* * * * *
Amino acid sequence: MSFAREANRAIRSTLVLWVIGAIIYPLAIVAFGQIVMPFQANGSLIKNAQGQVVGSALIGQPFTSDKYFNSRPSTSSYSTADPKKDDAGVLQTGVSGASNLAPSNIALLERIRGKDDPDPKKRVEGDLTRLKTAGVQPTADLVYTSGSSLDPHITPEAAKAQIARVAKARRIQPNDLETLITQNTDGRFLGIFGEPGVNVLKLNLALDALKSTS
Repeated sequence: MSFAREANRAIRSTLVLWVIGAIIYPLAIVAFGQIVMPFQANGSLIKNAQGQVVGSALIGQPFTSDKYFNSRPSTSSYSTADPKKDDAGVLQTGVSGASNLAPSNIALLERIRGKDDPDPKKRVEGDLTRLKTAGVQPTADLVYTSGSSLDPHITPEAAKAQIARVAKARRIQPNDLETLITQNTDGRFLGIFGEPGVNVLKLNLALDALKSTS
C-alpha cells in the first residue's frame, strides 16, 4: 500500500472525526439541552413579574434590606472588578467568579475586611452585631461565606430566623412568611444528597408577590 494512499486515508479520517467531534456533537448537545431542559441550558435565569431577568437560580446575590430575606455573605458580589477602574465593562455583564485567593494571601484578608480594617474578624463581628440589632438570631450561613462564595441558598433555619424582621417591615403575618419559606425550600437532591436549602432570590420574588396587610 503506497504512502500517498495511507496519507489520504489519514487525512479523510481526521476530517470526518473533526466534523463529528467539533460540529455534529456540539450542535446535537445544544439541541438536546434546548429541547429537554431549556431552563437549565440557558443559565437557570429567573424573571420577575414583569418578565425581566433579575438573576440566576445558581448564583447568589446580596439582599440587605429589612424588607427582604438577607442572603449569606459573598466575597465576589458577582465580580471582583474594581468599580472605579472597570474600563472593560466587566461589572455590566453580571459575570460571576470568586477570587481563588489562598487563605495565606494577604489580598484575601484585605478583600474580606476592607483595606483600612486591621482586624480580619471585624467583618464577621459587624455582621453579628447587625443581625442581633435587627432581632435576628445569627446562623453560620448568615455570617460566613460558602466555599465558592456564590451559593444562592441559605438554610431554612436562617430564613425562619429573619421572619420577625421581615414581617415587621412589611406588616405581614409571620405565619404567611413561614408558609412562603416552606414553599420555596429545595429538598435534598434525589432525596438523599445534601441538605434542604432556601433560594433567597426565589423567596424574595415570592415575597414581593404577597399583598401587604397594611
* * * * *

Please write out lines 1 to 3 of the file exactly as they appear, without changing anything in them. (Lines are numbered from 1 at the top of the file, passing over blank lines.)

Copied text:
Amino acid sequence: MSFAREANRAIRSTLVLWVIGAIIYPLAIVAFGQIVMPFQANGSLIKNAQGQVVGSALIGQPFTSDKYFNSRPSTSSYSTADPKKDDAGVLQTGVSGASNLAPSNIALLERIRGKDDPDPKKRVEGDLTRLKTAGVQPTADLVYTSGSSLDPHITPEAAKAQIARVAKARRIQPNDLETLITQNTDGRFLGIFGEPGVNVLKLNLALDALKSTS
Repeated sequence: MSFAREANRAIRSTLVLWVIGAIIYPLAIVAFGQIVMPFQANGSLIKNAQGQVVGSALIGQPFTSDKYFNSRPSTSSYSTADPKKDDAGVLQTGVSGASNLAPSNIALLERIRGKDDPDPKKRVEGDLTRLKTAGVQPTADLVYTSGSSLDPHITPEAAKAQIARVAKARRIQPNDLETLITQNTDGRFLGIFGEPGVNVLKLNLALDALKSTS
C-alpha cells in the first residue's frame, strides 16, 4: 500500500472525526439541552413579574434590606472588578467568579475586611452585631461565606430566623412568611444528597408577590 494512499486515508479520517467531534456533537448537545431542559441550558435565569431577568437560580446575590430575606455573605458580589477602574465593562455583564485567593494571601484578608480594617474578624463581628440589632438570631450561613462564595441558598433555619424582621417591615403575618419559606425550600437532591436549602432570590420574588396587610 503506497504512502500517498495511507496519507489520504489519514487525512479523510481526521476530517470526518473533526466534523463529528467539533460540529455534529456540539450542535446535537445544544439541541438536546434546548429541547429537554431549556431552563437549565440557558443559565437557570429567573424573571420577575414583569418578565425581566433579575438573576440566576445558581448564583447568589446580596439582599440587605429589612424588607427582604438577607442572603449569606459573598466575597465576589458577582465580580471582583474594581468599580472605579472597570474600563472593560466587566461589572455590566453580571459575570460571576470568586477570587481563588489562598487563605495565606494577604489580598484575601484585605478583600474580606476592607483595606483600612486591621482586624480580619471585624467583618464577621459587624455582621453579628447587625443581625442581633435587627432581632435576628445569627446562623453560620448568615455570617460566613460558602466555599465558592456564590451559593444562592441559605438554610431554612436562617430564613425562619429573619421572619420577625421581615414581617415587621412589611406588616405581614409571620405565619404567611413561614408558609412562603416552606414553599420555596429545595429538598435534598434525589432525596438523599445534601441538605434542604432556601433560594433567597426565589423567596424574595415570592415575597414581593404577597399583598401587604397594611